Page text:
With a lot of returning faces, Luke Goss, Ving Rhames, Danny Trejo, Frederick Koehler, Tanit Phoenix Copley and Robin Shou, the third entry to the franchise is a lot more bearable than it has any right to be. These characters are established now and there’s even a bit of chemistry.

Or at least there should be.
There’s a huge continuity problem straight off the bat. Love interest Katrina sees through the Frankenstein persona at the end of Death Race 2‘s events; she knows it is Carl Lucas, they even joke about it. Now however, we get an ugly scene of the Frankenstein crew railing against Carl when it revealed he’s been hiding his identity from them. What??
But this film is rife with shaky character motivations. One minute characters are at each other’s throats, the next they are fine without any discernible reason. Also throughout the first and second acts, it woefully mistreats the importance of the Frankenstein mask; Lucas liberally takes it off when he really shouldn’t!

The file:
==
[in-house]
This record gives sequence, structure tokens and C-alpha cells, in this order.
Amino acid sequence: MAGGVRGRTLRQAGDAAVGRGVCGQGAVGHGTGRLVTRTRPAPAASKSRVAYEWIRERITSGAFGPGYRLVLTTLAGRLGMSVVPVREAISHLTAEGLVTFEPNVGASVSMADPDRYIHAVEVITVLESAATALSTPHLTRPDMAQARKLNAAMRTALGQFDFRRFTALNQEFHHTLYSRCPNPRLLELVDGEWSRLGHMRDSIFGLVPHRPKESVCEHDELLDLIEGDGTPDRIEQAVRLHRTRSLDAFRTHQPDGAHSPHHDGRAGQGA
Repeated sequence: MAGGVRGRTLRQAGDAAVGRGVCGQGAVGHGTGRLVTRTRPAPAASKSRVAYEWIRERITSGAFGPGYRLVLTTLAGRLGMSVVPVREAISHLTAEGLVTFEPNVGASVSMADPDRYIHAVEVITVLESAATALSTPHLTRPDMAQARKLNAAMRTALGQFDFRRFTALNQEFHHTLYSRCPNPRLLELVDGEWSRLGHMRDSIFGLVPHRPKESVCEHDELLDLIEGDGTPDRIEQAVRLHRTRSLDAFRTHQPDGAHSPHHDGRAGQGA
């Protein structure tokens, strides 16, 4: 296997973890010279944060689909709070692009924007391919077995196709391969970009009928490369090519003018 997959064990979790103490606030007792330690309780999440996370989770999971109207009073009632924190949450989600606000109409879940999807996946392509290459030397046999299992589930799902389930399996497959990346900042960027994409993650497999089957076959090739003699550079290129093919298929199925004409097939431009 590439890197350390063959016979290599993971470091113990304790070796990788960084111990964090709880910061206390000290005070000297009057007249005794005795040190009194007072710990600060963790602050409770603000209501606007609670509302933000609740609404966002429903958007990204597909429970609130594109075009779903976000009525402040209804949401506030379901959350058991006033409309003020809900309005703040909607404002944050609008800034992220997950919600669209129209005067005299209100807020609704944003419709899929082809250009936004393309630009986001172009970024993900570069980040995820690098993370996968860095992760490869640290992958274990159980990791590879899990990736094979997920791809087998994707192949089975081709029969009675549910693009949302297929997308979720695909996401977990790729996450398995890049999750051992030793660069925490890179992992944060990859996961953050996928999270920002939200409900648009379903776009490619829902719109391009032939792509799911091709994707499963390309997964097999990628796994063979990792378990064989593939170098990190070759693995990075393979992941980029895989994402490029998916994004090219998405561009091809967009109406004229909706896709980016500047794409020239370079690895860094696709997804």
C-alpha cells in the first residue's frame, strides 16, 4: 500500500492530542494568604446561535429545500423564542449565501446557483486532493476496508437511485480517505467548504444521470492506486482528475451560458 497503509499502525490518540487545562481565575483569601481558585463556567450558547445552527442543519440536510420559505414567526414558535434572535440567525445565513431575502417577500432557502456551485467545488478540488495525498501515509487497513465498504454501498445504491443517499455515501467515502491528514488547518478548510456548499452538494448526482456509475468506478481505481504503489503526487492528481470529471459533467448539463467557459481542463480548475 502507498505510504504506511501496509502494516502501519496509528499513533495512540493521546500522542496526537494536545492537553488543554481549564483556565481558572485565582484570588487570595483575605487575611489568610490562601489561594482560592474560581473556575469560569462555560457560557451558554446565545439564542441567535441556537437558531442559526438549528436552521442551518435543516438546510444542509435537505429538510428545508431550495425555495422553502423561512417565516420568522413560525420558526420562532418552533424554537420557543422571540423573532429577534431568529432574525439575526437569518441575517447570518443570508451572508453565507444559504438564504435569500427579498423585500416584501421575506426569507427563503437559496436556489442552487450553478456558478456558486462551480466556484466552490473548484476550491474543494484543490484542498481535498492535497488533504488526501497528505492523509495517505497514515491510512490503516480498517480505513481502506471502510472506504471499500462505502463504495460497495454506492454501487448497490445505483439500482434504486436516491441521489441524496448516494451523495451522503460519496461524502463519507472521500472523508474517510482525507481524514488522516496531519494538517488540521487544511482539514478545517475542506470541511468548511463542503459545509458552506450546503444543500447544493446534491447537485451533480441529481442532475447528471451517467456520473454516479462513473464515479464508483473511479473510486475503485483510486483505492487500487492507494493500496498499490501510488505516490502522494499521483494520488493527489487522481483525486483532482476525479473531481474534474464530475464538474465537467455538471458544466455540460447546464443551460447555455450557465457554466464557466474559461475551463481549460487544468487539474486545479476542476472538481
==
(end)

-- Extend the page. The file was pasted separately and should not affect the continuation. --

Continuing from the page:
There’s also a ridiculous, ridiculous amount of female objectification. I think the only reason the character Prudence was in the film was so at least one woman didn’t have a tremendously low cut top and exposed midriff. It is the same as Death Race 2, an 18 certification mostly for sex and nudity.
While the action is okay, the vehicles are not as good. They look flimsy, not as solid metal as the previous films.

The film has three things going for it though: action and racing that finally breaks out from Terminal Island and resonating more with the 1975 film’s roguish, cross-country nature; its twist-tastic final act; and Dougray Scott chewing the scenery like Sharlto Copley as the film’s villain!
Wow, Scott is insane, completely hamming it up to no end, but at least he feels more threatening than Lauren Cohan, and his comeuppance is exceptionally well played! It was actually startling that such a good twist would be lurking at the end of an otherwise low-budget, clunky and gratuitous affair.
Shame is kinda soils itself with its own genius and massively overplays the twist’s implementation.
It also has some good opposing racers, mostly in the character of Psycho (Jeremy Crutchley) who channels a lot more of the 1975’s colourful and insane personalities that take part in the race.

Overall, for just having a $6million budget and as a sequel to a straight-to-rental prequel of a gratuitous action movie, Death Race 3: Inferno wasn’t that bad.